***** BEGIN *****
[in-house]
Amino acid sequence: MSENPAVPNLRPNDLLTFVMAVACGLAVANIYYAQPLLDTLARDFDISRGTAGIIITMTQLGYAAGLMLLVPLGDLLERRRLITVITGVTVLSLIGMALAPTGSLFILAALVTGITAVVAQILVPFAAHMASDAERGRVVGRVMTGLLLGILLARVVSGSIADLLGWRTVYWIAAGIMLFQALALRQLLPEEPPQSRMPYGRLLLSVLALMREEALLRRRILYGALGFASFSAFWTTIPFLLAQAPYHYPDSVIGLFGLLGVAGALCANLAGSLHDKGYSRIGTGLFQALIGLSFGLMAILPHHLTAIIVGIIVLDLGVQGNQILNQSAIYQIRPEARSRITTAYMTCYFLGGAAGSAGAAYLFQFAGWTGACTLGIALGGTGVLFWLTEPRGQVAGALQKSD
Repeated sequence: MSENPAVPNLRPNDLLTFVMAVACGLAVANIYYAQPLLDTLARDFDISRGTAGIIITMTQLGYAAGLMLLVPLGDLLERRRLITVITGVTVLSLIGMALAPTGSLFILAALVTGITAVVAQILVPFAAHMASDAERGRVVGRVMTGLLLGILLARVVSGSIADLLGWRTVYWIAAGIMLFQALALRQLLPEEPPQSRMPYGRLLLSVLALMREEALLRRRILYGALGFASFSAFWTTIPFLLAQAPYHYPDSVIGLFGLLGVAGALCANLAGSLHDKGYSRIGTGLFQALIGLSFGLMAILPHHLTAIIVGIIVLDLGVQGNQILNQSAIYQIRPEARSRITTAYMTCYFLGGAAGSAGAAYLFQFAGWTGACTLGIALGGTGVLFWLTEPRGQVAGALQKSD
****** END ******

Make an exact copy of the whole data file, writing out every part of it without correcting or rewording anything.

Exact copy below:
[in-house]
Amino acid sequence: MSENPAVPNLRPNDLLTFVMAVACGLAVANIYYAQPLLDTLARDFDISRGTAGIIITMTQLGYAAGLMLLVPLGDLLERRRLITVITGVTVLSLIGMALAPTGSLFILAALVTGITAVVAQILVPFAAHMASDAERGRVVGRVMTGLLLGILLARVVSGSIADLLGWRTVYWIAAGIMLFQALALRQLLPEEPPQSRMPYGRLLLSVLALMREEALLRRRILYGALGFASFSAFWTTIPFLLAQAPYHYPDSVIGLFGLLGVAGALCANLAGSLHDKGYSRIGTGLFQALIGLSFGLMAILPHHLTAIIVGIIVLDLGVQGNQILNQSAIYQIRPEARSRITTAYMTCYFLGGAAGSAGAAYLFQFAGWTGACTLGIALGGTGVLFWLTEPRGQVAGALQKSD
Repeated sequence: MSENPAVPNLRPNDLLTFVMAVACGLAVANIYYAQPLLDTLARDFDISRGTAGIIITMTQLGYAAGLMLLVPLGDLLERRRLITVITGVTVLSLIGMALAPTGSLFILAALVTGITAVVAQILVPFAAHMASDAERGRVVGRVMTGLLLGILLARVVSGSIADLLGWRTVYWIAAGIMLFQALALRQLLPEEPPQSRMPYGRLLLSVLALMREEALLRRRILYGALGFASFSAFWTTIPFLLAQAPYHYPDSVIGLFGLLGVAGALCANLAGSLHDKGYSRIGTGLFQALIGLSFGLMAILPHHLTAIIVGIIVLDLGVQGNQILNQSAIYQIRPEARSRITTAYMTCYFLGGAAGSAGAAYLFQFAGWTGACTLGIALGGTGVLFWLTEPRGQVAGALQKSD